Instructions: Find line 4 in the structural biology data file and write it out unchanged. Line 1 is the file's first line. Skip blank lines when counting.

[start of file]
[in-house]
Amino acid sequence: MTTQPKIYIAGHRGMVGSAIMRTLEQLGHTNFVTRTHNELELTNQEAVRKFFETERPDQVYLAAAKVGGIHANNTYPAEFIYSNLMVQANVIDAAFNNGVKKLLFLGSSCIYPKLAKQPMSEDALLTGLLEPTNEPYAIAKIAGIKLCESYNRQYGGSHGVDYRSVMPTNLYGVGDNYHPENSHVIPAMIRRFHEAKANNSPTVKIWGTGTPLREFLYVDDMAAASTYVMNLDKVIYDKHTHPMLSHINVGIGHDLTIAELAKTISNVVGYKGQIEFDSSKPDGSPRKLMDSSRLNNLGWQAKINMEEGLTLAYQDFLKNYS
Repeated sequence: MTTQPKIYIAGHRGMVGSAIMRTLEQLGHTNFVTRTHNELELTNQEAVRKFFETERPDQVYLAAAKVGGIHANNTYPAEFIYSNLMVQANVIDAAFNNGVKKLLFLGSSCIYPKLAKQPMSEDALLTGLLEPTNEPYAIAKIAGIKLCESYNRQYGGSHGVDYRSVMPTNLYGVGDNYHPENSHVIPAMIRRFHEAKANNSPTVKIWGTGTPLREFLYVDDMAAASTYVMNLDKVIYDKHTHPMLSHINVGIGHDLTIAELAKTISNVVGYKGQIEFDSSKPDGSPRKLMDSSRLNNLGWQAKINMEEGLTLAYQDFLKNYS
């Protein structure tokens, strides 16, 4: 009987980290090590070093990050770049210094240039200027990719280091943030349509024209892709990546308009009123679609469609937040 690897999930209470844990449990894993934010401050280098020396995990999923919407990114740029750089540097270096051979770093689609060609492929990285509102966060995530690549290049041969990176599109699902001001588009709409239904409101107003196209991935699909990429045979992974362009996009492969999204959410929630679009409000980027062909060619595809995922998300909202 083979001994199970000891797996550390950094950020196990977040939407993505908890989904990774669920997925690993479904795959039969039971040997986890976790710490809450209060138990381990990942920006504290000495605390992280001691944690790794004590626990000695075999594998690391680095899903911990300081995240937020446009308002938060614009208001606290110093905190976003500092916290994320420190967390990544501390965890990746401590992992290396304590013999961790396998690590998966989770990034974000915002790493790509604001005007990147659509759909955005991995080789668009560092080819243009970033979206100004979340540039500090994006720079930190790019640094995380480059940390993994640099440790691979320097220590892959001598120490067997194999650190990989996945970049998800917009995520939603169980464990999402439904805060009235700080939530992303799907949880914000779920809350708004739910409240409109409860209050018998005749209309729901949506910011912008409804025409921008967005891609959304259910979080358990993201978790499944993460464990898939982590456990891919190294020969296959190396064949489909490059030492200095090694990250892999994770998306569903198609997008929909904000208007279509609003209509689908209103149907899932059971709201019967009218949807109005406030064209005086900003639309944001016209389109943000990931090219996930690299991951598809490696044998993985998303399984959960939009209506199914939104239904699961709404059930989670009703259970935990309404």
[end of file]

């Protein structure tokens, strides 16, 4: 009987980290090590070093990050770049210094240039200027990719280091943030349509024209892709990546308009009123679609469609937040 690897999930209470844990449990894993934010401050280098020396995990999923919407990114740029750089540097270096051979770093689609060609492929990285509102966060995530690549290049041969990176599109699902001001588009709409239904409101107003196209991935699909990429045979992974362009996009492969999204959410929630679009409000980027062909060619595809995922998300909202 083979001994199970000891797996550390950094950020196990977040939407993505908890989904990774669920997925690993479904795959039969039971040997986890976790710490809450209060138990381990990942920006504290000495605390992280001691944690790794004590626990000695075999594998690391680095899903911990300081995240937020446009308002938060614009208001606290110093905190976003500092916290994320420190967390990544501390965890990746401590992992290396304590013999961790396998690590998966989770990034974000915002790493790509604001005007990147659509759909955005991995080789668009560092080819243009970033979206100004979340540039500090994006720079930190790019640094995380480059940390993994640099440790691979320097220590892959001598120490067997194999650190990989996945970049998800917009995520939603169980464990999402439904805060009235700080939530992303799907949880914000779920809350708004739910409240409109409860209050018998005749209309729901949506910011912008409804025409921008967005891609959304259910979080358990993201978790499944993460464990898939982590456990891919190294020969296959190396064949489909490059030492200095090694990250892999994770998306569903198609997008929909904000208007279509609003209509689908209103149907899932059971709201019967009218949807109005406030064209005086900003639309944001016209389109943000990931090219996930690299991951598809490696044998993985998303399984959960939009209506199914939104239904699961709404059930989670009703259970935990309404």